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The Gasher is a fuzzer, hasher, running as a genetic algorithm. It hashes a set if number inputs and tries to come up with a formula which hashes to a perfect minimal table. With webworkers.
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The Gasher

A hasher built on a fuzzer implemented as a genetic algorithm. You can use it to generate an expression which maps the values to a perfect minimal hash.


You can find a live demo at


Most things in the UI have a title, hinted with a help cursor when you hover over it.

At the top you see a spinner. It's not super relevant anymore but before the gasher was running on the main thread and the spinner would show you when the thread was busy. Now everything runs in a webworker so the spinner should pretty much always spin.

The top input is for entering some expression that returns the list of input values. These are the values to hash. You can enter a regular array or some JS that returns an array. This code is evaluated as is. By default the number of elements of this array is the target number of unique outcomes to find. You can override that below.

The next section are values, prefixes, infixes, and their weights. The fuzzer puts these together as regular JS expressions. So it starts with a value. It may prefix a prefix string to that, like turning 5 into ~5. Then this composition gets an infix (operator with two operands) and another value is generated. From there on out that infix and value step is appended for so many times. Somewhere along the line at least one x is enforced (because that's the point) and the result will be something like (((((((((7*9) |0)|x)^9) |0)*7) |0)) >>> 0) % 33. Super ugly, of course, and I've added an ulgifyjs step to try and reduce the formula statically (but only for displaying), in this last example it would end up as ((7*(9^(63|x)|0)|0)>>>0)%33. When we actually look at it we can reduce that further, of course, because we know the inputs but it doesn't hurt to have it anyways. The uglify step only runs in the UI end so not in the actual Gasher part of the code.

Next are weight constraints; can they all, some, or none be zero? This tries to combat bias as described above.

With bounds you can make the fuzzer wrap each step in code that boxes the result to 32bit signed or unsigned (or none at all). In some environments you may not have or want signed numbers.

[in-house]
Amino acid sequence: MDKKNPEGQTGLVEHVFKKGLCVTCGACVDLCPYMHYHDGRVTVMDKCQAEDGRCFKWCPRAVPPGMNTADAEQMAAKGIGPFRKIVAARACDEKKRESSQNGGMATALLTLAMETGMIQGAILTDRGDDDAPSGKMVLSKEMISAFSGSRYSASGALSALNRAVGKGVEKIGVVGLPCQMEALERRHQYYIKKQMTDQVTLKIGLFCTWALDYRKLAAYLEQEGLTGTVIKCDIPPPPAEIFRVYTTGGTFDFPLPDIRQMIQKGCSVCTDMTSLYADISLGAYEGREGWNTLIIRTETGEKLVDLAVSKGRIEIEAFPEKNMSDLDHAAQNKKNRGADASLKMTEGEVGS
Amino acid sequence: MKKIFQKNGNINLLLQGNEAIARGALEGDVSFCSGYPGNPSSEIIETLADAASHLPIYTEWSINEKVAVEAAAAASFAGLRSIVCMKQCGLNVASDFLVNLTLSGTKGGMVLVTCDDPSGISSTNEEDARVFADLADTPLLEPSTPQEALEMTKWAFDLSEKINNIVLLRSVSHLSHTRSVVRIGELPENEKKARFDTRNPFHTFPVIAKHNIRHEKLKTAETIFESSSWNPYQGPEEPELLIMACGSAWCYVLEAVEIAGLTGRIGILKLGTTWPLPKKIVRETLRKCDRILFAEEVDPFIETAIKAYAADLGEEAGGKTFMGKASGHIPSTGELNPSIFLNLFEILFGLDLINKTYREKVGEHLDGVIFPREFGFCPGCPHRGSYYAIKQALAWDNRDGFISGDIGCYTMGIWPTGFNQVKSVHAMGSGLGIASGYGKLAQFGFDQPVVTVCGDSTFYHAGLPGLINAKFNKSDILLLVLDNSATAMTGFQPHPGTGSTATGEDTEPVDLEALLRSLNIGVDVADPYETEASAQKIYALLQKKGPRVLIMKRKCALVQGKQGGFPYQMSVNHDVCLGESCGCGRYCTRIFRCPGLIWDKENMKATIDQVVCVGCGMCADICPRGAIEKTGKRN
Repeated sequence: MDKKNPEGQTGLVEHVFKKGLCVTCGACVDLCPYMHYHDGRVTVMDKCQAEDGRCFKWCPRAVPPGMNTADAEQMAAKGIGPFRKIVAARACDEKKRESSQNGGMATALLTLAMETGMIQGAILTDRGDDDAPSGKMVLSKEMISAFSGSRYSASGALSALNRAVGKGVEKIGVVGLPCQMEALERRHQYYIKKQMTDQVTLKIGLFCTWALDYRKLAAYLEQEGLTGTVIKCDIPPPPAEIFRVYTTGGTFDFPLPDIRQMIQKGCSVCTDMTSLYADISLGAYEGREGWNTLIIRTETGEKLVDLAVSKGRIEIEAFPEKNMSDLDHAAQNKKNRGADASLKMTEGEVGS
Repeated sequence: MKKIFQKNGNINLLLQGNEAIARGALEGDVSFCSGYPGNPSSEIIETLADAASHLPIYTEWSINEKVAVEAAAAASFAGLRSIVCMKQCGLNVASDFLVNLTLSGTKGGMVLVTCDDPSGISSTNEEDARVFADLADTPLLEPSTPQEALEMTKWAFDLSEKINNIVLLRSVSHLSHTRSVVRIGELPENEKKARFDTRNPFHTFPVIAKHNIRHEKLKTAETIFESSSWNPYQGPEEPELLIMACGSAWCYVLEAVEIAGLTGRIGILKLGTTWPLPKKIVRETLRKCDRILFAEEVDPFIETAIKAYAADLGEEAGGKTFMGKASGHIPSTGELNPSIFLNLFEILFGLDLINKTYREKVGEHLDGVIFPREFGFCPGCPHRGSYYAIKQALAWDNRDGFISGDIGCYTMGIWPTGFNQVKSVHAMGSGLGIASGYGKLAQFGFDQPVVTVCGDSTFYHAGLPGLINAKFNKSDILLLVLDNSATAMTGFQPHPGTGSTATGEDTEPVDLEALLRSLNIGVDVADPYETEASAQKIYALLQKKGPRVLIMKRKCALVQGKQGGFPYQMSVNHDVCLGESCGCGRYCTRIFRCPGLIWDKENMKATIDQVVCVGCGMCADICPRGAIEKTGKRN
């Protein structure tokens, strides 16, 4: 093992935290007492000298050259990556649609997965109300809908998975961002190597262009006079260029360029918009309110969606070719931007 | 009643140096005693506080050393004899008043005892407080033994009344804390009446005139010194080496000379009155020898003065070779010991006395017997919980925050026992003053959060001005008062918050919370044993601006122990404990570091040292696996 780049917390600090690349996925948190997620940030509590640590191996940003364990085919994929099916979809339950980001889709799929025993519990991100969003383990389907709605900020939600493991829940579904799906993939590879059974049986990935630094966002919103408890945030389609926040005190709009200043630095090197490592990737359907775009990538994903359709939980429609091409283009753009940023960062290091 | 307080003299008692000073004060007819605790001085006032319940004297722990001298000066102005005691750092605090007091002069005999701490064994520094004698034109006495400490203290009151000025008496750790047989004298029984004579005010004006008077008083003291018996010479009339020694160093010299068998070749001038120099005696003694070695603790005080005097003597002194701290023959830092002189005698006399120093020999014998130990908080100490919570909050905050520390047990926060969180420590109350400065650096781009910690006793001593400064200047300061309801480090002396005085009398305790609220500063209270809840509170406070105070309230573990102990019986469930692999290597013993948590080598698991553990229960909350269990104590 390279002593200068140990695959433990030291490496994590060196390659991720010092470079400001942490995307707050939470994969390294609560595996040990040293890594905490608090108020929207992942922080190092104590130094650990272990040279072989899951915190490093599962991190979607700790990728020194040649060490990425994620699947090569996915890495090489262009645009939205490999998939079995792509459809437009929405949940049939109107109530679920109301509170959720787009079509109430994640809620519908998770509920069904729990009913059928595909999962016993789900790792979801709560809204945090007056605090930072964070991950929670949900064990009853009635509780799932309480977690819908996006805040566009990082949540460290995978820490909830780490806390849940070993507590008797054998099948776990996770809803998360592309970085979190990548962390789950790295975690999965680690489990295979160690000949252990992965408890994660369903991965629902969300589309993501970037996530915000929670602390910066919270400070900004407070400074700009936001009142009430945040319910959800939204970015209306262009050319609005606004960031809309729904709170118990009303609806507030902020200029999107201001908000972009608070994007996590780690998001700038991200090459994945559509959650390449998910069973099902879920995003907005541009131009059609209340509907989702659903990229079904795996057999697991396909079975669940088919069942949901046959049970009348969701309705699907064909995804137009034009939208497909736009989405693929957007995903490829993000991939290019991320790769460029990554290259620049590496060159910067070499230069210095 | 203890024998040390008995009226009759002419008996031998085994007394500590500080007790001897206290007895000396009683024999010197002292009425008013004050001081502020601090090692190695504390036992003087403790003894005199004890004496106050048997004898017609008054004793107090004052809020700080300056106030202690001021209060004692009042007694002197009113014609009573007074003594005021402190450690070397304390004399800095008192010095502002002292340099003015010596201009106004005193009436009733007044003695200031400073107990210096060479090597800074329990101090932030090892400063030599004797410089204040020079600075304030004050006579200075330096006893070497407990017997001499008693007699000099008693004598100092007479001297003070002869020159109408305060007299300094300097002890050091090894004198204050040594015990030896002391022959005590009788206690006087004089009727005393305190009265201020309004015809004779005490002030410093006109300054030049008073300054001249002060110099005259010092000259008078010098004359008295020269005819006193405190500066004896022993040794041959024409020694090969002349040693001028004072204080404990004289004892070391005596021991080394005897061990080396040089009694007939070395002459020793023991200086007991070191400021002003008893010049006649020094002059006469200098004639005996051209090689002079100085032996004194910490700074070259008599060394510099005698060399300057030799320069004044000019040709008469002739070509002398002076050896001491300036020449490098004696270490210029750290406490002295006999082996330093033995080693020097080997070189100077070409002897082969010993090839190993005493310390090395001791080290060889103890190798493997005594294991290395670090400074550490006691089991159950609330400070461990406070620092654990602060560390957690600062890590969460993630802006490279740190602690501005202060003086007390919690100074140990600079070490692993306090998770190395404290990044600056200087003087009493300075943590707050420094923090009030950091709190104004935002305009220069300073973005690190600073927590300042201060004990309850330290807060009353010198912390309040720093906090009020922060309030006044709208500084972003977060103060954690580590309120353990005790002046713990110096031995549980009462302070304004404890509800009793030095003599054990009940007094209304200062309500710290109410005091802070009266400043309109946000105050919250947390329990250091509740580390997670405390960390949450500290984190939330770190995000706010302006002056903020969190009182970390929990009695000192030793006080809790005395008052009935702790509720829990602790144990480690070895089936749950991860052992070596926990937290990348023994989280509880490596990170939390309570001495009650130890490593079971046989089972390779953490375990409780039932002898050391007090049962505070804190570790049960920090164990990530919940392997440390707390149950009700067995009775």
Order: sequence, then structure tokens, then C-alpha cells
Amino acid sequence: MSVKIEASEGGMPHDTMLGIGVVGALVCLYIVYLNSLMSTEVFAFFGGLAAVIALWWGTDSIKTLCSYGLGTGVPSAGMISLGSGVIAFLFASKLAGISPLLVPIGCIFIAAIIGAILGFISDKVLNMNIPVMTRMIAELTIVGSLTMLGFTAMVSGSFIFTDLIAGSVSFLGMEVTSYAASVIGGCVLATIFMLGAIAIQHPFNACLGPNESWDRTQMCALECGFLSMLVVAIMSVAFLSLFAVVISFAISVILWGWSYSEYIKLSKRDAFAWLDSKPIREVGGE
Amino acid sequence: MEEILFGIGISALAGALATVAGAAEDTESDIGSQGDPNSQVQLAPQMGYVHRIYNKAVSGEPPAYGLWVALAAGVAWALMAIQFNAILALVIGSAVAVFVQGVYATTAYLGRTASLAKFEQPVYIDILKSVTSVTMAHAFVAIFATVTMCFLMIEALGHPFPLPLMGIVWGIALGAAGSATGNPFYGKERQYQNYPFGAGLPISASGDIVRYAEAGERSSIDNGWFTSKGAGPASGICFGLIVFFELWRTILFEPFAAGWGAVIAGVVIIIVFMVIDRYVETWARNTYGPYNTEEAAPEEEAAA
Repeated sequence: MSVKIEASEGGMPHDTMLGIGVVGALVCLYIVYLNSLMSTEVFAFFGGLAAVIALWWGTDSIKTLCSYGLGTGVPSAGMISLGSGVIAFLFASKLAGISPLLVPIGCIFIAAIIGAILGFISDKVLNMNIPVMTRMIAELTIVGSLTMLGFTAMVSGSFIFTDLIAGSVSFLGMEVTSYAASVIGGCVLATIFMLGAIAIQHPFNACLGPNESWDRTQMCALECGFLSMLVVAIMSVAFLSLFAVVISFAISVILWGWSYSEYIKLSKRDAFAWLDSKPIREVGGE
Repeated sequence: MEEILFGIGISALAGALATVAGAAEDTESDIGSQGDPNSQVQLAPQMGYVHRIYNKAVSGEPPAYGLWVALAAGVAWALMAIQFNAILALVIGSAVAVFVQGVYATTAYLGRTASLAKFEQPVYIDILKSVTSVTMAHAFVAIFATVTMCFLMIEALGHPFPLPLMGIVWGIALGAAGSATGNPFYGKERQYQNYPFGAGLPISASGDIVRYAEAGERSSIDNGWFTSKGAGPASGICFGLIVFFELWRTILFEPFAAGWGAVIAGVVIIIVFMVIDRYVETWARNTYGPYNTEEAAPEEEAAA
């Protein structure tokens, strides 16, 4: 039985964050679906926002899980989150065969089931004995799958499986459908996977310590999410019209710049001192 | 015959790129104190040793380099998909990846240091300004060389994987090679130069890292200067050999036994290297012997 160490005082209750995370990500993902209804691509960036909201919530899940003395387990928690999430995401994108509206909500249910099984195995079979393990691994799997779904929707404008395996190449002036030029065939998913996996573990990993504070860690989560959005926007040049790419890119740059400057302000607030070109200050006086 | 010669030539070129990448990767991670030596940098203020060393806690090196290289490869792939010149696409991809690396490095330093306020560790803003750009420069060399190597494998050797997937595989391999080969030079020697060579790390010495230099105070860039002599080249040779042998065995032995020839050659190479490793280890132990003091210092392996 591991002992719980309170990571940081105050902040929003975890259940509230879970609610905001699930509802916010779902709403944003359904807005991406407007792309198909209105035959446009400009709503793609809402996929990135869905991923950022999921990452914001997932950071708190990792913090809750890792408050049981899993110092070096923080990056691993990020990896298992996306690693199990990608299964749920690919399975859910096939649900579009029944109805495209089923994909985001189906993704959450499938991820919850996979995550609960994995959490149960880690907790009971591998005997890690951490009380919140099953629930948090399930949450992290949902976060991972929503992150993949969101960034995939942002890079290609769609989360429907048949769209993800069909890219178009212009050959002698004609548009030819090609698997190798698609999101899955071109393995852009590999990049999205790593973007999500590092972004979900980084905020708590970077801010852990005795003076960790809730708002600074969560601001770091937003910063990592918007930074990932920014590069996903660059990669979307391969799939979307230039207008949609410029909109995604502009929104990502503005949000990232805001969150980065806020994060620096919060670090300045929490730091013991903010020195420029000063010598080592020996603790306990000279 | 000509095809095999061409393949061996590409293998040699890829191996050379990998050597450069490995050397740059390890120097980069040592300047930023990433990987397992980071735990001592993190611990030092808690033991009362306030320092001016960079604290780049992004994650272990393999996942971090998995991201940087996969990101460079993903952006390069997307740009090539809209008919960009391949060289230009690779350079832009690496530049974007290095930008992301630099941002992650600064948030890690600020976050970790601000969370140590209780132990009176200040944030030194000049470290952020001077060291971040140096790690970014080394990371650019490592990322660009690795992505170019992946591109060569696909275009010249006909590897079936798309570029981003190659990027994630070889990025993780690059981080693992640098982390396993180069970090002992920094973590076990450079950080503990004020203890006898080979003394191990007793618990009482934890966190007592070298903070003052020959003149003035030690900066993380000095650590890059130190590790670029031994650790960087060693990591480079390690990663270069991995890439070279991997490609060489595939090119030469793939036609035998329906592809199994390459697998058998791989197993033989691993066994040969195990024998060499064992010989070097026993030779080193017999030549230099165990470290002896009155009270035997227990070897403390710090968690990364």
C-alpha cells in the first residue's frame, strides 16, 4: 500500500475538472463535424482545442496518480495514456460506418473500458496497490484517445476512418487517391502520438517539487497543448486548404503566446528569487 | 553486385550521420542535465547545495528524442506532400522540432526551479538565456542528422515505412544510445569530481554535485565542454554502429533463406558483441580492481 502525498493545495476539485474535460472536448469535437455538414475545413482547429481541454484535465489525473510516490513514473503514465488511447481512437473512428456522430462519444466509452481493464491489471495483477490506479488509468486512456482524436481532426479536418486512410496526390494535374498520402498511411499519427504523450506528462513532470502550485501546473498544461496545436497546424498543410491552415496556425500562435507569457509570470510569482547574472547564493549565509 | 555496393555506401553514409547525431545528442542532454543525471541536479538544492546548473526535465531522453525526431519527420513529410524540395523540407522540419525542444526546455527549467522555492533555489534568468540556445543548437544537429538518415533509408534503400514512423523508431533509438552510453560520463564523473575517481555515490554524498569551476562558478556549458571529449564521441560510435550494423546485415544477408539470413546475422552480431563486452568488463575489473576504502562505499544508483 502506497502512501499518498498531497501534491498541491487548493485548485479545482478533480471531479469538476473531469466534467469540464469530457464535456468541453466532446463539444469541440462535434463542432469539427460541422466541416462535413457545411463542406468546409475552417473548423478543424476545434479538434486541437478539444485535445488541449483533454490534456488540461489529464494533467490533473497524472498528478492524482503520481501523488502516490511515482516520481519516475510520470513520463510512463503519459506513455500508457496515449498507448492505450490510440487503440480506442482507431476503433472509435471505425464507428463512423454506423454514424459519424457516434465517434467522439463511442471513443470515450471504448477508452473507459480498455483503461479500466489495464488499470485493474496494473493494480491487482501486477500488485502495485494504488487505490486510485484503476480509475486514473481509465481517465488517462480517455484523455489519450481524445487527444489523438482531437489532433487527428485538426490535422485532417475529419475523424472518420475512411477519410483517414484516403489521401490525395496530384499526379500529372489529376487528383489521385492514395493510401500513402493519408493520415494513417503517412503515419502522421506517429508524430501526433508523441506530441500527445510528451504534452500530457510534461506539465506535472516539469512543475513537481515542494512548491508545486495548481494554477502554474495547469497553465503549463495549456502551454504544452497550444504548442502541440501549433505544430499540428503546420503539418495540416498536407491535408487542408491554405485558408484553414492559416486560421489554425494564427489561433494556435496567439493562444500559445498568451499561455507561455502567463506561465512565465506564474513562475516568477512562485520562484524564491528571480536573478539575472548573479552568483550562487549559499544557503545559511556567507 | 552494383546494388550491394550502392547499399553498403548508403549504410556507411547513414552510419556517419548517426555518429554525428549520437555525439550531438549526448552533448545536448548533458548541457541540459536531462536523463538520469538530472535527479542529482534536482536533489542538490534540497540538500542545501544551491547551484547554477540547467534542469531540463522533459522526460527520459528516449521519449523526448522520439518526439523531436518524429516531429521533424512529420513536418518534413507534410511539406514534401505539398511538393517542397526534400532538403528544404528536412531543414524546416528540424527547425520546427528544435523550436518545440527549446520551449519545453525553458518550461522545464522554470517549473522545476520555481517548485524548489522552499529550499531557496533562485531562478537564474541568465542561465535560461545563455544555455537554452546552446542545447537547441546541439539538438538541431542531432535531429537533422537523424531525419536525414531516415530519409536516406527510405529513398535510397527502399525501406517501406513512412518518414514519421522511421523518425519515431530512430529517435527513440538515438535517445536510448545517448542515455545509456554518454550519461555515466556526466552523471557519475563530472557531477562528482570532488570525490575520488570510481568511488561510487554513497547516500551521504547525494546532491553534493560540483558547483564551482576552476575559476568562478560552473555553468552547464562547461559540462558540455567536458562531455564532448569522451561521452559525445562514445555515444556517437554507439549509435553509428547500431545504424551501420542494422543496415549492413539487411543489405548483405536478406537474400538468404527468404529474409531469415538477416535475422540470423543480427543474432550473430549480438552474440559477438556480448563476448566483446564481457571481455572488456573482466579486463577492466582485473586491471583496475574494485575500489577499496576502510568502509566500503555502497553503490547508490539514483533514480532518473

There are a few ways to clamp the outputs to buckets ranges for the result. For example, if the target has 33 unique values we'll be looking for a table that maps the numbers 0 through 32 to the original input values. That means the output for the generated codes should result in a number below 33. There are various ways to clamp that and you can choose how to, or add your own method. You can also have Gasher try all of them, which means there'll be fewer trials per DNA because they'll use all varaitions of clamping.

Lastly you can pick the cap of how many particles are added to the generated code. This is a cap and it will actually use a uniformly distributed random number of particles up to this number. You can override the number of buckets to target. Let's say for my example I wanted to try and find a table of 34 elements then I'd have to put that here. And the "append" controls the output field. By default it will replace the output if it found an equal or better score and only once it reached the goal it will append the results because you may be interested in more than one result. The "append" field allows you to set the appending behavior sooner, by default one below the target.

The buttons; "restart from last" will stop the Gasher and start a new one using the "current" weights. "restart from best" will also restart but use the "best" weights (the ones you can't edit). "pause ui" stops the ui from updating but the webworker still does its thing. "randomize" will fill the "current" inputs with random weight values so you can (re)start with random values. "stop" (and "start") should be quite self evident ;)

The Gasher will track the overall best score, the current best score, and the last score. Overall means the best DNA ever seen which is different from the current best score because it allows it's "best" dna to regress a little to try and move away from local plateaus. The top two lines in the output represent the code score (the integers) and the DNA score (the floats). The list shows you only the last checked DNA score, even though it will continously check the best DNA alongside with a new DNA.

Code is throw together quickly. Beware.

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